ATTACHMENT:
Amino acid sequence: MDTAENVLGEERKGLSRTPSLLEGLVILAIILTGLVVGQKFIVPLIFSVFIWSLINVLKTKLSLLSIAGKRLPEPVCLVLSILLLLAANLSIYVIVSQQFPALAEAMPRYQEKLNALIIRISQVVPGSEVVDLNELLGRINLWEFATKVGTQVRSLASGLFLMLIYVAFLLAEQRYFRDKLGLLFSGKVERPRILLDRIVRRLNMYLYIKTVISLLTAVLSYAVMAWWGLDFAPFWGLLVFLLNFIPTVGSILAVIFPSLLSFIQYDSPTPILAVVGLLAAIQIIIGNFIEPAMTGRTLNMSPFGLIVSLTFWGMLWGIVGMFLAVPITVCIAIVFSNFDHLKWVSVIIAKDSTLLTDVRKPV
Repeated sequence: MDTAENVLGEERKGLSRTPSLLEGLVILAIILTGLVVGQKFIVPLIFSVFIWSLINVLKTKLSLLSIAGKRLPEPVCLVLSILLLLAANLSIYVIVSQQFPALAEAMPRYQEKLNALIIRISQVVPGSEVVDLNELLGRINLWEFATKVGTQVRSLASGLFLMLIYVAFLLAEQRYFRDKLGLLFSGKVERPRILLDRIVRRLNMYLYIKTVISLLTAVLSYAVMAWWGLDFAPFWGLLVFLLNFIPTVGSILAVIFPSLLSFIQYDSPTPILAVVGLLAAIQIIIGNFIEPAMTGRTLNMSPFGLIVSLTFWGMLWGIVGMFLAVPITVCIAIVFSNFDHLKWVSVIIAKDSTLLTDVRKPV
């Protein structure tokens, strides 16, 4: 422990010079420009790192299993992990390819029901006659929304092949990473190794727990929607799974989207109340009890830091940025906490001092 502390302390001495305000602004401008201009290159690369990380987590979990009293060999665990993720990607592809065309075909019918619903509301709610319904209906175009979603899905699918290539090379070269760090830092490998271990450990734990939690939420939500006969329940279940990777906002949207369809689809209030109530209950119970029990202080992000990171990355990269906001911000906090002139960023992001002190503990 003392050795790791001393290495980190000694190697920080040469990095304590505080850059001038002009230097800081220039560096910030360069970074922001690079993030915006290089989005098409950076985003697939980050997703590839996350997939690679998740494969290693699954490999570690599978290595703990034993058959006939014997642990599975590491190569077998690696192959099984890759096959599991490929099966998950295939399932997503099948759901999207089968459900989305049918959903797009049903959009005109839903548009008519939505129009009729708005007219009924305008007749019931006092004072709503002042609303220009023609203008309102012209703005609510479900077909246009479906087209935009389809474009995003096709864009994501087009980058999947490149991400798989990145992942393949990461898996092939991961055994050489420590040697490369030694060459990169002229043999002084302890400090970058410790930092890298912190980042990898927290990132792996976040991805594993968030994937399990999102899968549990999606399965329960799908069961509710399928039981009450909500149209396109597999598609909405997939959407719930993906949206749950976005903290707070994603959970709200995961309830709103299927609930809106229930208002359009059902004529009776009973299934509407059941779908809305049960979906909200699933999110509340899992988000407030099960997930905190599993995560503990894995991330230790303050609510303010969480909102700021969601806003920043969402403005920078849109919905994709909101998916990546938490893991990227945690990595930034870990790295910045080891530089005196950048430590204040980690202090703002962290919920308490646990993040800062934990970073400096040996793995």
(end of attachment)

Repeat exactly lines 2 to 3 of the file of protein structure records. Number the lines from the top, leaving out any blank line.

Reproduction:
Repeated sequence: MDTAENVLGEERKGLSRTPSLLEGLVILAIILTGLVVGQKFIVPLIFSVFIWSLINVLKTKLSLLSIAGKRLPEPVCLVLSILLLLAANLSIYVIVSQQFPALAEAMPRYQEKLNALIIRISQVVPGSEVVDLNELLGRINLWEFATKVGTQVRSLASGLFLMLIYVAFLLAEQRYFRDKLGLLFSGKVERPRILLDRIVRRLNMYLYIKTVISLLTAVLSYAVMAWWGLDFAPFWGLLVFLLNFIPTVGSILAVIFPSLLSFIQYDSPTPILAVVGLLAAIQIIIGNFIEPAMTGRTLNMSPFGLIVSLTFWGMLWGIVGMFLAVPITVCIAIVFSNFDHLKWVSVIIAKDSTLLTDVRKPV
């Protein structure tokens, strides 16, 4: 422990010079420009790192299993992990390819029901006659929304092949990473190794727990929607799974989207109340009890830091940025906490001092 502390302390001495305000602004401008201009290159690369990380987590979990009293060999665990993720990607592809065309075909019918619903509301709610319904209906175009979603899905699918290539090379070269760090830092490998271990450990734990939690939420939500006969329940279940990777906002949207369809689809209030109530209950119970029990202080992000990171990355990269906001911000906090002139960023992001002190503990 003392050795790791001393290495980190000694190697920080040469990095304590505080850059001038002009230097800081220039560096910030360069970074922001690079993030915006290089989005098409950076985003697939980050997703590839996350997939690679998740494969290693699954490999570690599978290595703990034993058959006939014997642990599975590491190569077998690696192959099984890759096959599991490929099966998950295939399932997503099948759901999207089968459900989305049918959903797009049903959009005109839903548009008519939505129009009729708005007219009924305008007749019931006092004072709503002042609303220009023609203008309102012209703005609510479900077909246009479906087209935009389809474009995003096709864009994501087009980058999947490149991400798989990145992942393949990461898996092939991961055994050489420590040697490369030694060459990169002229043999002084302890400090970058410790930092890298912190980042990898927290990132792996976040991805594993968030994937399990999102899968549990999606399965329960799908069961509710399928039981009450909500149209396109597999598609909405997939959407719930993906949206749950976005903290707070994603959970709200995961309830709103299927609930809106229930208002359009059902004529009776009973299934509407059941779908809305049960979906909200699933999110509340899992988000407030099960997930905190599993995560503990894995991330230790303050609510303010969480909102700021969601806003920043969402403005920078849109919905994709909101998916990546938490893991990227945690990595930034870990790295910045080891530089005196950048430590204040980690202090703002962290919920308490646990993040800062934990970073400096040996793995």